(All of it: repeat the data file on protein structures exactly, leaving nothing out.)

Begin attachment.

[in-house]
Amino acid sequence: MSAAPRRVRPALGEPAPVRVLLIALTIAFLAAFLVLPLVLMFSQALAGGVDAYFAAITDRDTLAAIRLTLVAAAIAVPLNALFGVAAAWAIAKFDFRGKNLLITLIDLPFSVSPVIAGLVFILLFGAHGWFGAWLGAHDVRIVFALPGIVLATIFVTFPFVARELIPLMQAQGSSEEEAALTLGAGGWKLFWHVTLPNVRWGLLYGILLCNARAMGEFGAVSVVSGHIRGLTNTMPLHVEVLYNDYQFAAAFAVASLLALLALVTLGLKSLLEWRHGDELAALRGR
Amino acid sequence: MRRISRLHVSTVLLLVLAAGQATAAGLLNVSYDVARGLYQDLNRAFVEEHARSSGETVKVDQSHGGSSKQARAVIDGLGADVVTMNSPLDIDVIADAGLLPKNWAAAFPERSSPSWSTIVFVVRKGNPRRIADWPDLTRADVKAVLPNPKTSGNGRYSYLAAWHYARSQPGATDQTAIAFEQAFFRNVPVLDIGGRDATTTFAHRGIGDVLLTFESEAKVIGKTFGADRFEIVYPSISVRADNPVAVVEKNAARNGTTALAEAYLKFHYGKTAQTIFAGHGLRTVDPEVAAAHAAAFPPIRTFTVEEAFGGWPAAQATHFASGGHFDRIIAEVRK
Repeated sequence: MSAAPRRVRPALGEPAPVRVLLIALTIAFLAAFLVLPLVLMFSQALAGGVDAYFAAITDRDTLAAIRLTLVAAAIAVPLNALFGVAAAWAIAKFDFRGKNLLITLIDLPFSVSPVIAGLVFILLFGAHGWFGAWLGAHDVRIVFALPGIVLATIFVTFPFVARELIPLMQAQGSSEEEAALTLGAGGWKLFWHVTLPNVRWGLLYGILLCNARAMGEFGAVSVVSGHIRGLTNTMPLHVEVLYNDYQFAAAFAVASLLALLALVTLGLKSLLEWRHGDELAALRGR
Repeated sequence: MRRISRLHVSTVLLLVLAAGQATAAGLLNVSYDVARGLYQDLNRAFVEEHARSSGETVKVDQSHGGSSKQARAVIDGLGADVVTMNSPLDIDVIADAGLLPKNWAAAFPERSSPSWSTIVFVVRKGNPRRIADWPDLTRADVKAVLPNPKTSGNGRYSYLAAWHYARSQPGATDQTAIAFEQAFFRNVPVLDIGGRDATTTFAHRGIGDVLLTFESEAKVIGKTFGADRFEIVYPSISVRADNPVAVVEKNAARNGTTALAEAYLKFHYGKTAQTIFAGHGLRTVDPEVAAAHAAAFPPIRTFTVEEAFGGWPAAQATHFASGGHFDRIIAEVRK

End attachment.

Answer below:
[in-house]
Amino acid sequence: MSAAPRRVRPALGEPAPVRVLLIALTIAFLAAFLVLPLVLMFSQALAGGVDAYFAAITDRDTLAAIRLTLVAAAIAVPLNALFGVAAAWAIAKFDFRGKNLLITLIDLPFSVSPVIAGLVFILLFGAHGWFGAWLGAHDVRIVFALPGIVLATIFVTFPFVARELIPLMQAQGSSEEEAALTLGAGGWKLFWHVTLPNVRWGLLYGILLCNARAMGEFGAVSVVSGHIRGLTNTMPLHVEVLYNDYQFAAAFAVASLLALLALVTLGLKSLLEWRHGDELAALRGR
Amino acid sequence: MRRISRLHVSTVLLLVLAAGQATAAGLLNVSYDVARGLYQDLNRAFVEEHARSSGETVKVDQSHGGSSKQARAVIDGLGADVVTMNSPLDIDVIADAGLLPKNWAAAFPERSSPSWSTIVFVVRKGNPRRIADWPDLTRADVKAVLPNPKTSGNGRYSYLAAWHYARSQPGATDQTAIAFEQAFFRNVPVLDIGGRDATTTFAHRGIGDVLLTFESEAKVIGKTFGADRFEIVYPSISVRADNPVAVVEKNAARNGTTALAEAYLKFHYGKTAQTIFAGHGLRTVDPEVAAAHAAAFPPIRTFTVEEAFGGWPAAQATHFASGGHFDRIIAEVRK
Repeated sequence: MSAAPRRVRPALGEPAPVRVLLIALTIAFLAAFLVLPLVLMFSQALAGGVDAYFAAITDRDTLAAIRLTLVAAAIAVPLNALFGVAAAWAIAKFDFRGKNLLITLIDLPFSVSPVIAGLVFILLFGAHGWFGAWLGAHDVRIVFALPGIVLATIFVTFPFVARELIPLMQAQGSSEEEAALTLGAGGWKLFWHVTLPNVRWGLLYGILLCNARAMGEFGAVSVVSGHIRGLTNTMPLHVEVLYNDYQFAAAFAVASLLALLALVTLGLKSLLEWRHGDELAALRGR
Repeated sequence: MRRISRLHVSTVLLLVLAAGQATAAGLLNVSYDVARGLYQDLNRAFVEEHARSSGETVKVDQSHGGSSKQARAVIDGLGADVVTMNSPLDIDVIADAGLLPKNWAAAFPERSSPSWSTIVFVVRKGNPRRIADWPDLTRADVKAVLPNPKTSGNGRYSYLAAWHYARSQPGATDQTAIAFEQAFFRNVPVLDIGGRDATTTFAHRGIGDVLLTFESEAKVIGKTFGADRFEIVYPSISVRADNPVAVVEKNAARNGTTALAEAYLKFHYGKTAQTIFAGHGLRTVDPEVAAAHAAAFPPIRTFTVEEAFGGWPAAQATHFASGGHFDRIIAEVRK